(In very general terms) A modicum of regulation to enforce accuracy in advertisements (You can't say the car you're selling gets 65 MPG when it really gets 22 MPG) and spotting the sly tricks that marketers will try and pull on you (like boosting prices before a big sale day, then returning them to their original price with a big 'Roll Back' sticker) is the best way to consistently avoid being scammed by advertising.

By pointing out things like this, or any of the other myriad tricks and illusions that we see every day, it becomes easier to avoid being scammed in the first place.

Steve Salerno said...

Cat et al: Lately Blogger doesn't seem to do very well at handling longer comments (i.e. longer than a few short graphs). Don't get me wrong: I welcome such comments--but Blogger apparently doesn't. So, when you try to publish it, you'll get some kind of error message. Don't be misled by that; the comment is coming through to me for approval. It just doesn't look like it is on the screen you see. So what I'd recommend is, if you get such an error message, try to publish it a second time--just to be safe--and then even if you get the same error message again, assume it went through anyway. Because it almost certainly did. For example, with your most recent comment (11:57), I got six identical versions of it in my inbox for approval. So, I don't know how many attempts you made, but I think it's safe to say they all got through. ;)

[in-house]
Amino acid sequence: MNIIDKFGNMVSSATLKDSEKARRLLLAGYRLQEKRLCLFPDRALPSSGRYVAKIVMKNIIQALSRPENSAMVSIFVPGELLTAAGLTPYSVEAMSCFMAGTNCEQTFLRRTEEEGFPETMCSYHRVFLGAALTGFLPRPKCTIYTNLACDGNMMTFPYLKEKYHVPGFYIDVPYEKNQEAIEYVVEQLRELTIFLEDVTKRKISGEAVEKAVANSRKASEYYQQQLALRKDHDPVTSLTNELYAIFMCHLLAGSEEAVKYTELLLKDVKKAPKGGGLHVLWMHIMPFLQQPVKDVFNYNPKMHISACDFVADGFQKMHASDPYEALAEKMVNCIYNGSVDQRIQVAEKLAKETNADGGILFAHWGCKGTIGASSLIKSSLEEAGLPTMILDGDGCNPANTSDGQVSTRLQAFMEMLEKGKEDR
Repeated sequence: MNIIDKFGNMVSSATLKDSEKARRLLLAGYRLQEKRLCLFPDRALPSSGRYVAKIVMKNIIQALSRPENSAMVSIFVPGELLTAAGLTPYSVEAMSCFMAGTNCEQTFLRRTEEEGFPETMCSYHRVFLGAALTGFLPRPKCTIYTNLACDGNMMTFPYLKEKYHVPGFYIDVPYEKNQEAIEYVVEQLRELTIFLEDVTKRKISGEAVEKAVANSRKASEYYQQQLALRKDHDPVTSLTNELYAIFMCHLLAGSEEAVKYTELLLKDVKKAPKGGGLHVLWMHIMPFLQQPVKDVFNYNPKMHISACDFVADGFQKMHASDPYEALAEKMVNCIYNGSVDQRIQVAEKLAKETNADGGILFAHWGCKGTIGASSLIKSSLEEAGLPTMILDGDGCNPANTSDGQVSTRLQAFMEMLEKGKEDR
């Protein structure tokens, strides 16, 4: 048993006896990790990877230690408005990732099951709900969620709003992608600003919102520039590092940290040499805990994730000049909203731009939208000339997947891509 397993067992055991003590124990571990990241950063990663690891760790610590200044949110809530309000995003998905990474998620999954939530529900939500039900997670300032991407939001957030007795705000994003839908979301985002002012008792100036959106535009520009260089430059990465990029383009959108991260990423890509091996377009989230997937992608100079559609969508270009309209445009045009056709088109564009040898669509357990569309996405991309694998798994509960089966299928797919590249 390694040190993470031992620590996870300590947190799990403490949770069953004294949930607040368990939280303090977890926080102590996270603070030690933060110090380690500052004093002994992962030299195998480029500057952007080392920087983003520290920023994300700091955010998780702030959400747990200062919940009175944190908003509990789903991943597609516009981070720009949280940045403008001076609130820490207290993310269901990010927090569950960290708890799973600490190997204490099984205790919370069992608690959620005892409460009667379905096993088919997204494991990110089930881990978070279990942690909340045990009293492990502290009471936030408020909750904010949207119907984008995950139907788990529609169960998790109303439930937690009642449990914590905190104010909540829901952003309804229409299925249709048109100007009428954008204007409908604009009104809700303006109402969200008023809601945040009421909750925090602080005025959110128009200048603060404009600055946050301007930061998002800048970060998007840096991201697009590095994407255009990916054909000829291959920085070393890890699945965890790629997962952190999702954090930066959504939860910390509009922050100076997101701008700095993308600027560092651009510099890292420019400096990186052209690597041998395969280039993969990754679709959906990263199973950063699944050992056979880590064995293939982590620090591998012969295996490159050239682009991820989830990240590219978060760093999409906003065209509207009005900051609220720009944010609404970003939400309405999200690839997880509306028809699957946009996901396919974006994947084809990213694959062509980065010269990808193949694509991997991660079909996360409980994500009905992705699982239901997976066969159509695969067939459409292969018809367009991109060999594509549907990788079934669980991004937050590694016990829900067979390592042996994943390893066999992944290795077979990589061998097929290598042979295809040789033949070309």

Sorry for the inconvenience. This has been a "known issue" for a while know, and clearly it is still with us...

catalyst123 said...

Thanks for the tip! I wasn't sure if it was my browser or blogger or whatnot. Now I know.